In this excerpt from her book, writer and activist Helen Forsey remembers her father, senator, constitutional expert and rabble rouser, Eugene.
One of my favourite pictures of my father appeared in the Ottawa Citizen on a September day in 1974. It showed him picketing in front of the Chilean Embassy on the first anniversary of the bloody military coup that overthrew that country's democratically elected socialist government and launched the brutal Pinochet regime. He was carrying a sign that read: "RESTORE CIVIL LIBERTIES IN CHILE."
A year earlier, the day after the coup itself, he had risen in the Senate to declare: "This was a tragedy, not only for Chile and for South America, but for the world. Here was a case where there seemed to be some hope that revolutionary developments -- which I think were highly necessary in that country -- would be carried through by democratic and constitutional means. It now appears that this hope has been destroyed, and I cannot help feeling that this will provide sad ammunition for subversive elements throughout the world, who will be in a position to say... ‘Learn the lesson. The thing is hopeless. It cannot be done except by violence.' To my mind this is a great tragedy."
That picture, and the excerpt from the Senate Hansard, sum up for me a great deal of what my father was about. It's all there: his enduring commitment both to "revolutionary developments" and to peaceful, constitutional means for achieving them; his concern for civil liberties, here and elsewhere in the world; his own unassuming personal participation in grass-roots protest.
In Dad's later years, public coverage of his ideas and activities focussed mainly on the constitutional and national unity aspects of his work. As a result, it was not always obvious how broad and progressive his perspective was. Yet that perspective was never absent. As the world changed and new challenges emerged, he continued to dedicate his energies to the common good.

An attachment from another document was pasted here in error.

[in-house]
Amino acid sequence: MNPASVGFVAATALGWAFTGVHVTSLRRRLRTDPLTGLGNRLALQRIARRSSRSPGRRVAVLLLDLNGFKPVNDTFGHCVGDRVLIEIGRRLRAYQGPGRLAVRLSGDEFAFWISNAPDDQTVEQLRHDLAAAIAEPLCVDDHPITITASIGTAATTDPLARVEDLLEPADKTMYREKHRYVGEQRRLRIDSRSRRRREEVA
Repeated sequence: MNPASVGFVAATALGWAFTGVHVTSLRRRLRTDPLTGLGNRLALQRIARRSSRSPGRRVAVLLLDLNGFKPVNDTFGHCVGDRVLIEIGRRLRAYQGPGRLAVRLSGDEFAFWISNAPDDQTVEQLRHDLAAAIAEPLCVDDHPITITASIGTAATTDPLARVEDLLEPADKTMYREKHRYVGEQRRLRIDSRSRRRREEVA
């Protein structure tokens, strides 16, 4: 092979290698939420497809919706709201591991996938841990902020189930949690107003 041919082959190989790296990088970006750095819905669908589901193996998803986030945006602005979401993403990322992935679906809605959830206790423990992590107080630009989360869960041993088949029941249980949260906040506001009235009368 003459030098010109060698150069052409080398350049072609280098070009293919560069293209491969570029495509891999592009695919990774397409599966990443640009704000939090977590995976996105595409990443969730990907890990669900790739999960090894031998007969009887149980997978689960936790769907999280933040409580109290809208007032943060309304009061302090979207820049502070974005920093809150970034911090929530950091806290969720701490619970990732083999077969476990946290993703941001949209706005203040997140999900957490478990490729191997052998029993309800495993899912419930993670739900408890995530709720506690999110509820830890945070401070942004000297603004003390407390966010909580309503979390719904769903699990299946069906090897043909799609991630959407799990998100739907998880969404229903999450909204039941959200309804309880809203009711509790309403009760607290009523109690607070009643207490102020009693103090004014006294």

Dad had always been an internationalist by inclination. His travels as a young man in Europe and the Soviet Union, his facility with different languages, his study of constitutional issues in Commonwealth countries, and his international connections with other democratic socialists and labour people had all broadened his horizons far beyond Canada's borders.
His trip to India in 1953 for the World University Service Seminar, and the friendships that resulted from it, strengthened his international perspective and deepened his awareness of the so-called "developing" world. On his return, he reflected on what had been, for him, a hugely significant experience: "Across half the world, across differences of creed and colour and political belief, we built bridges which I think will last." And last they did.
"Senator Rails Canadians to Help Third World" ran the headline on an Ottawa Citizen article in November, 1976. "The wealth of Canadians is scandalous in contrast to the horrifying poverty of most the world's people, Senator Eugene Forsey said Sunday. In a vigorous speech, the 72-year-old senator told Carleton University's 64th convocation that egotism and indifference must end if Canada is to respond properly to the needs of the Third World..."